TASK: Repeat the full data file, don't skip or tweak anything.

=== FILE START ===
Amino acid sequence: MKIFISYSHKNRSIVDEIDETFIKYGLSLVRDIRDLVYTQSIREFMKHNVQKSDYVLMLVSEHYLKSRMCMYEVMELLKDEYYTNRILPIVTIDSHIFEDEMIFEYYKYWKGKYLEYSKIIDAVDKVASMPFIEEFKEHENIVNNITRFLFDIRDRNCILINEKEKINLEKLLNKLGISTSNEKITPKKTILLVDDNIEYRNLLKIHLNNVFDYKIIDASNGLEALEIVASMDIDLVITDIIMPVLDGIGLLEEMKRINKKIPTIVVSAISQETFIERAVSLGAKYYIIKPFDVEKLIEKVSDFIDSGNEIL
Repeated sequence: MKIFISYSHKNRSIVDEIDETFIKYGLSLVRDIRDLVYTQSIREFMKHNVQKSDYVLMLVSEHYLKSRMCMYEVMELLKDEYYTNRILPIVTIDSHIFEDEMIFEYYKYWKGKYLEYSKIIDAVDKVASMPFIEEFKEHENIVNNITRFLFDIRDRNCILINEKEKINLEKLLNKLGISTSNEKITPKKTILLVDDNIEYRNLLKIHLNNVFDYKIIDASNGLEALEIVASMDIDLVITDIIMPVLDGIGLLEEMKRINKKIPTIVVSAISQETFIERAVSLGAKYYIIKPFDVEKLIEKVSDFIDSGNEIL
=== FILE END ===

Amino acid sequence: MKIFISYSHKNRSIVDEIDETFIKYGLSLVRDIRDLVYTQSIREFMKHNVQKSDYVLMLVSEHYLKSRMCMYEVMELLKDEYYTNRILPIVTIDSHIFEDEMIFEYYKYWKGKYLEYSKIIDAVDKVASMPFIEEFKEHENIVNNITRFLFDIRDRNCILINEKEKINLEKLLNKLGISTSNEKITPKKTILLVDDNIEYRNLLKIHLNNVFDYKIIDASNGLEALEIVASMDIDLVITDIIMPVLDGIGLLEEMKRINKKIPTIVVSAISQETFIERAVSLGAKYYIIKPFDVEKLIEKVSDFIDSGNEIL
Repeated sequence: MKIFISYSHKNRSIVDEIDETFIKYGLSLVRDIRDLVYTQSIREFMKHNVQKSDYVLMLVSEHYLKSRMCMYEVMELLKDEYYTNRILPIVTIDSHIFEDEMIFEYYKYWKGKYLEYSKIIDAVDKVASMPFIEEFKEHENIVNNITRFLFDIRDRNCILINEKEKINLEKLLNKLGISTSNEKITPKKTILLVDDNIEYRNLLKIHLNNVFDYKIIDASNGLEALEIVASMDIDLVITDIIMPVLDGIGLLEEMKRINKKIPTIVVSAISQETFIERAVSLGAKYYIIKPFDVEKLIEKVSDFIDSGNEIL